Nrama: Where in the world do you get Ragdoll's dialogue?

Simone: I have a well filled with the tears of children.

Actually, I love writing dialogue and I think the fun of superhero comics comes hugely from the range of character, a range so wide that it encompasses characters from every genre from Science Fiction to Horror to Comedy to War to Western and just on and on and on. I never worry about whether or not my dialogue is ‘realistic,’ because the truth is, real human speech is pretty stuttery, dreary, awful and repetitive. What I like is that perfect phrasing, that oddball lilt, that might be completely removed from how people actually speak but still hits the ear as truthful and compelling. Nearly all my favorite comics writers are masters of, not ‘realistic’ dialogue, but fascinating dialogue.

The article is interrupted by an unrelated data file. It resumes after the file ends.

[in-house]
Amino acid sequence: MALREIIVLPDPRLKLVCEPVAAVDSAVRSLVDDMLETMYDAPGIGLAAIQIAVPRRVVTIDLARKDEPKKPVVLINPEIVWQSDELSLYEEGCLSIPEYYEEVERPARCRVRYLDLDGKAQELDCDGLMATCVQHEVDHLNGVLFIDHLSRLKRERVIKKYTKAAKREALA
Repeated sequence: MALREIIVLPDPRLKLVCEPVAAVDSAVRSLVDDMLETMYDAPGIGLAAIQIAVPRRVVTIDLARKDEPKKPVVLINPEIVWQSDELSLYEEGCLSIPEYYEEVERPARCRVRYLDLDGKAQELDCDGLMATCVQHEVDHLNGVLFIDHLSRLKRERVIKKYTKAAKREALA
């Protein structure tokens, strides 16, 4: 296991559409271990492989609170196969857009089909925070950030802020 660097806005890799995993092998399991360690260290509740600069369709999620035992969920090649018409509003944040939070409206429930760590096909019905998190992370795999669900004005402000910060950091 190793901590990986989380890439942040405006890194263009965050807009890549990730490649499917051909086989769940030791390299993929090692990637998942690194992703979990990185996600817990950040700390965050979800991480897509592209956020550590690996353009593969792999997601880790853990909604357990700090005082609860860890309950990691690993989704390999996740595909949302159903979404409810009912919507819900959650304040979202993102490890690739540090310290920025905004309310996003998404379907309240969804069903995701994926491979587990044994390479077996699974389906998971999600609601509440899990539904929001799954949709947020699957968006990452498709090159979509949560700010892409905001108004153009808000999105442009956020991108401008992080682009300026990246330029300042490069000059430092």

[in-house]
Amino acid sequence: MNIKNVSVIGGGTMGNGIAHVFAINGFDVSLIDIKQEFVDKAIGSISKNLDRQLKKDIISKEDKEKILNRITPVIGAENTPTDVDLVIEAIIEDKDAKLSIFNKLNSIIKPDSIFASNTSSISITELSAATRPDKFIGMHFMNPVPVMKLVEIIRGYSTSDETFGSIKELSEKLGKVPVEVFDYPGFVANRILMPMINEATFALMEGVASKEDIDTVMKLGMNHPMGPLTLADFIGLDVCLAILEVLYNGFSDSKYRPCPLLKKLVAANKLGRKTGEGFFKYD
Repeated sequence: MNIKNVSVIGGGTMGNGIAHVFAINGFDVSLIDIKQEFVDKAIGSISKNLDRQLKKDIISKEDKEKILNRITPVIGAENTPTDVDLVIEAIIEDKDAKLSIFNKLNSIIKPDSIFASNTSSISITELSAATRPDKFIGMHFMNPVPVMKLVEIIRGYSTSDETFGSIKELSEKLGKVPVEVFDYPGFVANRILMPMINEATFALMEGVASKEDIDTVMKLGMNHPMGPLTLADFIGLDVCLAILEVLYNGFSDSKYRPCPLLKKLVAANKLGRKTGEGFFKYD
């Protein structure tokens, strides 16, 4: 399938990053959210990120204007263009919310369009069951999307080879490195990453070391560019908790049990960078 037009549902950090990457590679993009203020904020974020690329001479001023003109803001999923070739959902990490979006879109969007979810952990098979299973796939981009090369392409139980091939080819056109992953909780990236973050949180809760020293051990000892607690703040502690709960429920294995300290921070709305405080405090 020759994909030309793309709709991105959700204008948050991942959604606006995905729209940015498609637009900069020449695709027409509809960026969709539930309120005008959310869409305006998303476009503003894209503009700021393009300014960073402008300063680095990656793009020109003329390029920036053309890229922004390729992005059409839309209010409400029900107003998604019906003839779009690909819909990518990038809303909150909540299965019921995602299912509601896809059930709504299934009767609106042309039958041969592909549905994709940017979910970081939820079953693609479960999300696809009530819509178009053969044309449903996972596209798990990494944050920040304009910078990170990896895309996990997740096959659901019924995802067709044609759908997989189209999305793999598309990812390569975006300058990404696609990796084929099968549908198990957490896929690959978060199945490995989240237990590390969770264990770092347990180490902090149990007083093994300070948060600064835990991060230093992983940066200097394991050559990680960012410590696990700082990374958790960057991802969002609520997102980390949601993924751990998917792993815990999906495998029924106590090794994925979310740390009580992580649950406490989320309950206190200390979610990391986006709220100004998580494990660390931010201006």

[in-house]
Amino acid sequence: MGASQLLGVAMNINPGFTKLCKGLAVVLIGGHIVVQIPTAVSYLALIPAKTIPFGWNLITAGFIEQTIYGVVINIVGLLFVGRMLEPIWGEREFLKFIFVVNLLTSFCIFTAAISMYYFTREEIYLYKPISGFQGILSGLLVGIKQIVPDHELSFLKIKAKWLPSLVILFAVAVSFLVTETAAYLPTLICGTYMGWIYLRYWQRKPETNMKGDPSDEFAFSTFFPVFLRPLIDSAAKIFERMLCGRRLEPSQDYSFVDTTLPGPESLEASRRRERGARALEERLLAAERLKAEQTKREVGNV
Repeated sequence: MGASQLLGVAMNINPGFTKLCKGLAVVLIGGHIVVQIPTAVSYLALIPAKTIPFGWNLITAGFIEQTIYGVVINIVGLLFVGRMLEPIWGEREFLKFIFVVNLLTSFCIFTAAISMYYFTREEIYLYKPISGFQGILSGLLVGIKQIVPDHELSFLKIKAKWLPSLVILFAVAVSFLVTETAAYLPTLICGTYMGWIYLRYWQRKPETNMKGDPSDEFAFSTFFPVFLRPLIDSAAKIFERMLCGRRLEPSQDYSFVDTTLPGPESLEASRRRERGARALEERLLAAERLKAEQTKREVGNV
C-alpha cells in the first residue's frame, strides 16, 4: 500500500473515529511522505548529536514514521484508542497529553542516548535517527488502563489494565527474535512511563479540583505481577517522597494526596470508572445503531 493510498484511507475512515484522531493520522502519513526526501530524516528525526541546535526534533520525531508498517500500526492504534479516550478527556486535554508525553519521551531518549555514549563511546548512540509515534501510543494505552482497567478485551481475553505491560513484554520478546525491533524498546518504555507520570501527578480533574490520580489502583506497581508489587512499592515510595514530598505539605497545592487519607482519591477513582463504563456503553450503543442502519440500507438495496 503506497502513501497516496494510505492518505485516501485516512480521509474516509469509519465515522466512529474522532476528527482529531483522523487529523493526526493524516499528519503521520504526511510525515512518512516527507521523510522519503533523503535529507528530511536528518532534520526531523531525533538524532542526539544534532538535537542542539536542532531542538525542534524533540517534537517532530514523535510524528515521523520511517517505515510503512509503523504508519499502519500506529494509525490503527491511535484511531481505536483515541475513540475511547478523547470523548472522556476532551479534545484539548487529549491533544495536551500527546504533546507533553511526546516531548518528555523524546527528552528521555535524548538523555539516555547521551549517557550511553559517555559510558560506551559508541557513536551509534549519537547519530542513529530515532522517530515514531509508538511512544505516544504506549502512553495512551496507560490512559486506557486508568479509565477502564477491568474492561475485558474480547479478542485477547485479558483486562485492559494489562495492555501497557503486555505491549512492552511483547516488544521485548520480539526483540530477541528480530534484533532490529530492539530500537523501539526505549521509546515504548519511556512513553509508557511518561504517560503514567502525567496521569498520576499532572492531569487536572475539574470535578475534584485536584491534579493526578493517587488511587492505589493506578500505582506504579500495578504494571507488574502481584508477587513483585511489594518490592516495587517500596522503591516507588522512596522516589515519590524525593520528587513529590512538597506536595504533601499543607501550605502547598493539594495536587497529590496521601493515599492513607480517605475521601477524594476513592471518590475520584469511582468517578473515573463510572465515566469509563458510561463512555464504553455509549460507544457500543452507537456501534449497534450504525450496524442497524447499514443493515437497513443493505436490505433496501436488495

My favorite Ragdoll comments are always a little bittersweet. After Deadshot shoots an innocent escaping slave in the back, Ragdoll says, “People are sad and I don’t know why.”

And that always gets me, he’s just genuinely that disconnected from empathy and the world around him. People tend to see him as just a jester, but I think he’s the most deeply tragic of all of them. So probably he comes from a sadder part of my soul than anything else.

Nrama: Does Deadshot still have a death wish? Or is he just apathetic about life?

Simone: I never thought he had a death wish. In the Villains United mini, he says something like, “All the people who used to say that about me are dead.”

What I think is that he doesn’t care which end of the gun he’s facing. He doesn’t care tremendously if he lives or dies, which is very different from having a death wish.

Nrama: One of the big mysteries in the series has been the background of Jeannette, the newest addition to the team. To kind of bring everyone up to speed, what can you tell us now about who she is?

Simone: Well, we know that she was the last victim of Countess Bathory, one of the most repulsive and sadistic figures in history, and we know that she gained her full banshee powers at the site of her own execution in Ireland. We also know she spent some time in some infamous jails. We learn a bit more next issue.